As a restaurant customer you may wonder who gets the money from tips. Many employees who work in the hospitality industry rely on tips from customers. Still more only receive the minimum wage.
Customers worry that their act of generosity might not reach the intended person, especially where card payments are concerned. And they wonder whether the kitchen staff see any of it.
Many restaurants use a system known as the ‘tronc’, in which a ‘tronc master’, who is sometimes a member of the management, shares them out. The benefit of a tronc system is that no national insurance is payable on tips that don’t pass through an employer’s hands.
Employers in hospitality often ask us if they can pay under the minimum wage and make up the difference with tips. The answer used to be yes but is now no.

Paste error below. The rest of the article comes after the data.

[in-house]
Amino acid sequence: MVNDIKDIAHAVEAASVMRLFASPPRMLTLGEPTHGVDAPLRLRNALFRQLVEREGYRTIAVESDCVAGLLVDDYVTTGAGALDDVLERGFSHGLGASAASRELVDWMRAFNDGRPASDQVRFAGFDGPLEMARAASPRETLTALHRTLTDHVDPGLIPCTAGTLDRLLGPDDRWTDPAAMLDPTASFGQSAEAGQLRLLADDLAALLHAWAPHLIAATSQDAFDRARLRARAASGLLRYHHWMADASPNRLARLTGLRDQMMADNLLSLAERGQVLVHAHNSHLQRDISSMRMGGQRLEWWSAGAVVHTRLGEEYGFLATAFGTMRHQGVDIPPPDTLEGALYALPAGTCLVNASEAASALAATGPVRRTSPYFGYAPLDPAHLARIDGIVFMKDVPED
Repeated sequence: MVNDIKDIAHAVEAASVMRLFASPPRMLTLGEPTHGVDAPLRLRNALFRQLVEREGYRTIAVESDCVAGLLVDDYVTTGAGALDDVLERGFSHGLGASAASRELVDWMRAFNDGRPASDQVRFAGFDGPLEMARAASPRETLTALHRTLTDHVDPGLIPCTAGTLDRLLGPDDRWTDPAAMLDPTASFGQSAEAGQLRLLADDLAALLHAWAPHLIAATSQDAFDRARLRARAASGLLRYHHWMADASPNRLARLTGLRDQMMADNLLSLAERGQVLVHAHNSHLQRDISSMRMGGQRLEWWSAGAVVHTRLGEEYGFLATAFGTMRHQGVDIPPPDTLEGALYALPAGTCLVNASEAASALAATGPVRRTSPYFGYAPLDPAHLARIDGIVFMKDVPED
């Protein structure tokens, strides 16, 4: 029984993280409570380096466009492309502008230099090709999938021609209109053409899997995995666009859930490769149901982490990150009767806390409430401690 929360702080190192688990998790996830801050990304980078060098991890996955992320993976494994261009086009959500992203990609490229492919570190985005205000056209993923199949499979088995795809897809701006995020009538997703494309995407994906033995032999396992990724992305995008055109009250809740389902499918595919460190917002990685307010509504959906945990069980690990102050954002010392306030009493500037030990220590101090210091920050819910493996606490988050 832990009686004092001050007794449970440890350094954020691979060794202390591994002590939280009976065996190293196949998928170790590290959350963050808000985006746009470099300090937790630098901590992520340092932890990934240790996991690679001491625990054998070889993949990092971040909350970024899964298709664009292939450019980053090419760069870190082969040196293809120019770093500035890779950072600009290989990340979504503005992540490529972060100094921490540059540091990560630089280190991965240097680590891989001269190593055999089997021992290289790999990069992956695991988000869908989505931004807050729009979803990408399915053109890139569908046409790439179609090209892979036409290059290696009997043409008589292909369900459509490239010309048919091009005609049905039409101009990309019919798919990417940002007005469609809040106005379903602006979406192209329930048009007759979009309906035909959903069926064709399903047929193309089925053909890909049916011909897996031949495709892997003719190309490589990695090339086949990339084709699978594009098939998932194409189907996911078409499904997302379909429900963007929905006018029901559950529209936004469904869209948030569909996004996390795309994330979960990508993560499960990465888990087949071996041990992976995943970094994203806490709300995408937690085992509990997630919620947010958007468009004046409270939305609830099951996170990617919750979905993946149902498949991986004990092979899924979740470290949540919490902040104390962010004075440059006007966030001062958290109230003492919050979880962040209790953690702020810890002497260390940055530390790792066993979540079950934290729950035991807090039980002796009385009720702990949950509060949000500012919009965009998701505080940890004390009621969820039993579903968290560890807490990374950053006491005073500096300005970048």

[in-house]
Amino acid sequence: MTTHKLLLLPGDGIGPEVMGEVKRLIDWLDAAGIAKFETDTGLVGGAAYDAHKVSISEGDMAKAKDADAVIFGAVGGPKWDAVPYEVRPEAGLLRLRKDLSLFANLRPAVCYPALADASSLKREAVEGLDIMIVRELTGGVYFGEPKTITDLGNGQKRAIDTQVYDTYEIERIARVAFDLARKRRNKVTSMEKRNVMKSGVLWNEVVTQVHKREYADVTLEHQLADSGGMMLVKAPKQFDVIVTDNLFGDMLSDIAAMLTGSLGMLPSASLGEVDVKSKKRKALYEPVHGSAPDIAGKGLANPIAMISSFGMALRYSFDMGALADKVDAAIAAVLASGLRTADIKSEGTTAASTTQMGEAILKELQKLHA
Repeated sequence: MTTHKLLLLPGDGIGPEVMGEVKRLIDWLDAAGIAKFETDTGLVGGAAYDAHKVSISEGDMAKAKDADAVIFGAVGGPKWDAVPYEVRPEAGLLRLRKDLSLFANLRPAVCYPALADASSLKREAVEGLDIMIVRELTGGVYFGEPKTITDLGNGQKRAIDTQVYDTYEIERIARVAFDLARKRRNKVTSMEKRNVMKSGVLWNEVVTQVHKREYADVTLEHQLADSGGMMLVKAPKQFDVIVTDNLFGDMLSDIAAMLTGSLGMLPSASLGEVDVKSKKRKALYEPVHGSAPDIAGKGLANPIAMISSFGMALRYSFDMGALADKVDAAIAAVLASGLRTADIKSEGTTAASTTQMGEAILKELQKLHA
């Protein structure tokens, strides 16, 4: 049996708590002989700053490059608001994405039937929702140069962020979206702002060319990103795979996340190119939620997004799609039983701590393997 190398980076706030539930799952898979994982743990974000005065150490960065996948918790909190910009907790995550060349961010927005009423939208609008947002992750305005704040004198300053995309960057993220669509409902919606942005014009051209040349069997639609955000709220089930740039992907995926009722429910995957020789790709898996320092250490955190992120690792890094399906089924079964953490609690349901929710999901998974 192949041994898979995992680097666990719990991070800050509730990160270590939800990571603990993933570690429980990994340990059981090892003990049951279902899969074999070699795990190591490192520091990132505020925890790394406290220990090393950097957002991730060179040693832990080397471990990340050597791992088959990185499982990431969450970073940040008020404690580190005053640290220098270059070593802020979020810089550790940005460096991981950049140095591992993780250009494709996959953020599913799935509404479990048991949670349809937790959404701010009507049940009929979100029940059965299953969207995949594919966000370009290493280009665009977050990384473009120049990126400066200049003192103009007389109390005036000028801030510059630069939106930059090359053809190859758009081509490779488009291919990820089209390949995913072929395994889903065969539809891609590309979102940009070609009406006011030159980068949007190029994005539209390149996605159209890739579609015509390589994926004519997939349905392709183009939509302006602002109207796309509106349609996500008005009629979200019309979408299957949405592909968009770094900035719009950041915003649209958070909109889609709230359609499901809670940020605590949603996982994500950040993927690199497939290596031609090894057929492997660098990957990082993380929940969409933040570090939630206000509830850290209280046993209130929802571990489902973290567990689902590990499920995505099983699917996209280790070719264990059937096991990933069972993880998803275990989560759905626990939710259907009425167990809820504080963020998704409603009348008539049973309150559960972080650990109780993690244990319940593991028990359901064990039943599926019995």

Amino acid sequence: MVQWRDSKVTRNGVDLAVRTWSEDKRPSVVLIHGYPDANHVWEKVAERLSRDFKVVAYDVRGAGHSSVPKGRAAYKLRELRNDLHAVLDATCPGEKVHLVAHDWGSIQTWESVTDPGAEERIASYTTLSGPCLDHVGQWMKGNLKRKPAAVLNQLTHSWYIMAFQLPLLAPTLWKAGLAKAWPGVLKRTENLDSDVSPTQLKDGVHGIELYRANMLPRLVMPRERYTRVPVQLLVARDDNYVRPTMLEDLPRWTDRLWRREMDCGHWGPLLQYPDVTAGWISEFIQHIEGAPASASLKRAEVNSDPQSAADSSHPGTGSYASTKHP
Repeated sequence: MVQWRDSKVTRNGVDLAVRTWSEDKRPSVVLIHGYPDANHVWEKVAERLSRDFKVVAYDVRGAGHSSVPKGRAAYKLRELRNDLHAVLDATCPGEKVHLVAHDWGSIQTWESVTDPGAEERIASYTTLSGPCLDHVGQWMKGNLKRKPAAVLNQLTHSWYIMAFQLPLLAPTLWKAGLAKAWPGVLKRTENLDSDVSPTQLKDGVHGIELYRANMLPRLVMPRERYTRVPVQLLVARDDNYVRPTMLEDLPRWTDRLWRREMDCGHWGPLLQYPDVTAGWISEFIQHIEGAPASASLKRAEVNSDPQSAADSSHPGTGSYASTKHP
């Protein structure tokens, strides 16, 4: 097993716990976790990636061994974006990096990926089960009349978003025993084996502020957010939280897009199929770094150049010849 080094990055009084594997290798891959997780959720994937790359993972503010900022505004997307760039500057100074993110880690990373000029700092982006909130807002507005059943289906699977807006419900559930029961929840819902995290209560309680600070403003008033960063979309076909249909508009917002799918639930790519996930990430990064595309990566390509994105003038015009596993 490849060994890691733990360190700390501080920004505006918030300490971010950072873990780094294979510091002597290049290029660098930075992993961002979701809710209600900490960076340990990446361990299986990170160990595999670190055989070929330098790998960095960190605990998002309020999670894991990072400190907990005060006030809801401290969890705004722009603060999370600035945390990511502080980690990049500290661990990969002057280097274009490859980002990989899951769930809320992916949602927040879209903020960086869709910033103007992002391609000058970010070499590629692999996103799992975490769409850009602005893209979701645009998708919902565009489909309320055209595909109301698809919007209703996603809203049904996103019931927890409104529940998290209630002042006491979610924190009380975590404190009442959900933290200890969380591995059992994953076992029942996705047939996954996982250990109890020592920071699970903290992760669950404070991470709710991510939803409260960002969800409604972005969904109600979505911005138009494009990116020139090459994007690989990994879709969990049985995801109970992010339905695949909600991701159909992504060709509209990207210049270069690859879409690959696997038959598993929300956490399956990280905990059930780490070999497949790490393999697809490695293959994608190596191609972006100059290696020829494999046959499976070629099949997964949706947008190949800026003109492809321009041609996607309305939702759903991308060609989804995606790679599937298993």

What if an employer does not pay over tips to the staff? Can they sue under the Deductions from Wages provisions? The answer to this depends on the way the employer pays them, specifically the level of discretion in their distribution. If it is entirely within the discretion of the employer then the worker cannot show a contractual right to a x% of tips, and such a claim will fail.
It helps workplace relations and reduces the risk of employment claims if an employer has a policy on tips including information such as:
- How tips are distributed
- Whether a tronc system is in place and who is the tronc master
- Are cash and card tips are treated differently
- What the employer deducts from tips
- What happens to tips during holiday and sickness absence
The Government has a code of practice, approved by the unions.
Finally, there are hopes for clarity and fairness going forward as the Johnson government has announced plans to ensure that tips left for workers go to them in full, in the Employment (Allocation of Tips) Bill. However parliamentary uncertainty caused by the Brexit issue means that this is unlikely to make its way into law any time soon.
Image used under cc courtesy of Adrian Clark
By Johnmark Aboderin